CO2 Levels Top 400 ppm at Hawaii Monitoring Station
May 11, 2013 07:38 AM - Roger Greenway, ENN
CO2 levels have been increasing relatively steadily for more than 50 years. On May 9, the daily mean concentration of carbon dioxide in the atmosphere of Mauna Loa, Hawaii, surpassed 400 parts per million (ppm) for the first time since measurements began in 1958. Independent measurements made by both NOAA and the Scripps Institution of Oceanography have been approaching this level during the past week. It marks an important milestone because Mauna Loa, as the oldest continuous carbon dioxide (CO2) measurement station in the world, is the primary global benchmark site for monitoring the increase of this potent heat-trapping gas. Carbon dioxide pumped into the atmosphere by fossil fuel burning and other human activities is the most significant greenhouse gas (GHG) contributing to climate change. Its concentration has increased every year since scientists started making measurements on the slopes of the Mauna Loa volcano. The rate of increase has accelerated since the measurements started, from about 0.7 ppm per year in the late 1950s to 2.1 ppm per year during the last 10 years.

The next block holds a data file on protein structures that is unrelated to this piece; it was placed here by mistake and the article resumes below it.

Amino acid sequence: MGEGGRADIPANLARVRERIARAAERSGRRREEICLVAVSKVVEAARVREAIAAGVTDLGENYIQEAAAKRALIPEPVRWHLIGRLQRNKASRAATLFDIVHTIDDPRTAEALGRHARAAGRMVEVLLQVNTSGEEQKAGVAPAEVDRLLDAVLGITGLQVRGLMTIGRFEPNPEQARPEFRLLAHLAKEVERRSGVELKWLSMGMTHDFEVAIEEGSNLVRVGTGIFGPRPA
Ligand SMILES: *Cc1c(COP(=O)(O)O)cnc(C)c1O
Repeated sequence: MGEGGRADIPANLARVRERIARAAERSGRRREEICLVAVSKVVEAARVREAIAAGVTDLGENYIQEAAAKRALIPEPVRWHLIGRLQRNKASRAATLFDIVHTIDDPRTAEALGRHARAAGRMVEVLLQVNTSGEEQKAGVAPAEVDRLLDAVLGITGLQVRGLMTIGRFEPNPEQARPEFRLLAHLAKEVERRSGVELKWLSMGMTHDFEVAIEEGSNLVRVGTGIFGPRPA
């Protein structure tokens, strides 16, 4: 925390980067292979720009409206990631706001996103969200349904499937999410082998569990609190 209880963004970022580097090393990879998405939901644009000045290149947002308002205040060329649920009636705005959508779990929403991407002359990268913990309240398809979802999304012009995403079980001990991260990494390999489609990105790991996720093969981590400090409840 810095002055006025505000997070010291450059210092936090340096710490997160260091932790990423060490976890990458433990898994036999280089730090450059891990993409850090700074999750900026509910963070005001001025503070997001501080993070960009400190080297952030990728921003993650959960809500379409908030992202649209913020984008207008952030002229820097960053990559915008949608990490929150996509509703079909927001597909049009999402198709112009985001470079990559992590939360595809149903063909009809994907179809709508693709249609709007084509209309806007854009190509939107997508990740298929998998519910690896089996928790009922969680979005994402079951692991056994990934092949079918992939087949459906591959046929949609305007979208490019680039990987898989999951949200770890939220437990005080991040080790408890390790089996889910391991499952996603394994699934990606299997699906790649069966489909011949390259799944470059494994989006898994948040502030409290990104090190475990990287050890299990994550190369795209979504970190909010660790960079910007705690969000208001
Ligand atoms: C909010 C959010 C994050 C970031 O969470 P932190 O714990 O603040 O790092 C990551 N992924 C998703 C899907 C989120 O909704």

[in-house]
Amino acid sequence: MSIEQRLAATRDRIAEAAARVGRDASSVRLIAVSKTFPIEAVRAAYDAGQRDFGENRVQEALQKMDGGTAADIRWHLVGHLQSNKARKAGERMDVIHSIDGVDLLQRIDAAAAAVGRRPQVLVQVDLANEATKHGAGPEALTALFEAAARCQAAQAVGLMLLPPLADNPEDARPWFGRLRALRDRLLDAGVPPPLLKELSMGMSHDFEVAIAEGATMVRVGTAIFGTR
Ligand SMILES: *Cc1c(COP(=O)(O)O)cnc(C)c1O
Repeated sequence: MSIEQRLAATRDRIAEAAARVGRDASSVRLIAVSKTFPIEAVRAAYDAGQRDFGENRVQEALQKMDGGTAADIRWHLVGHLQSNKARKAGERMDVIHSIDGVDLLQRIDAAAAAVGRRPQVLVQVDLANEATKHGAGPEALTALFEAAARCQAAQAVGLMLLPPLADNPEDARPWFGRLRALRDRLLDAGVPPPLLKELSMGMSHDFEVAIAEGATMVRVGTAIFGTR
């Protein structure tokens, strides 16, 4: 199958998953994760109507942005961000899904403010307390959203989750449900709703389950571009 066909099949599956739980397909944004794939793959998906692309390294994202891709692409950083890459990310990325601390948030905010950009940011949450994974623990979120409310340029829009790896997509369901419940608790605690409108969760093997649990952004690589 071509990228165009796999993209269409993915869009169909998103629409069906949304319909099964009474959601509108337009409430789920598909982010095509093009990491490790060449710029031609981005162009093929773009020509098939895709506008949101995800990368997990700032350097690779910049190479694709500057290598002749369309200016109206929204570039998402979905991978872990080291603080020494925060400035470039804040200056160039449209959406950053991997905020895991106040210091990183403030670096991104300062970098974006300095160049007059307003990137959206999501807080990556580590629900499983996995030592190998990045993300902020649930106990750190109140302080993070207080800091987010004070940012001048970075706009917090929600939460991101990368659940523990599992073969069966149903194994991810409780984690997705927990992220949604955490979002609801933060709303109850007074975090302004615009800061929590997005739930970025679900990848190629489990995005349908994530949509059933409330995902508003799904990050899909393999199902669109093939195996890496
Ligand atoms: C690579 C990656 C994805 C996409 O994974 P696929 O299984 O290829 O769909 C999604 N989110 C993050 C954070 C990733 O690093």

EU Imposes Large Duty on Solar Panels from China
May 10, 2013 06:17 AM - EurActiv
The European Commission agreed to impose punitive import duties on solar panels from China in a move to guard against what it sees as dumping of cheap goods in Europe, prompting a cautious response from Beijing which called for further dialogue. EU commissioners backed EU Trade Chief Karel De Gucht's proposal to levy the provisional duties by 6 June and make Chinese solar exports less attractive, two officials said. Shares in German manufacturers SolarWorld, Phoenix Solar and Centrotherm rose sharply, while China's Suntech fell heavily.
The Regional Centre for Climate Change and Decision-Making
May 9, 2013 06:53 AM - Daniela Hirschfeld, SciDevNet
South America has got its first think-tank aimed at providing climate change knowledge to decision-makers to help them design tools tailored to local needs. The Regional Centre for Climate Change and Decision-Making was launched earlier this year (19 March) in Montevideo, Uruguay, where it will have its headquarters and where it is organising its first training event for policymakers. The centre is a joint initiative by the Panama-based Avina Foundation, which promotes sustainable development in Latin America, and UNESCO (the UN Educational, Scientific and Cultural Organization).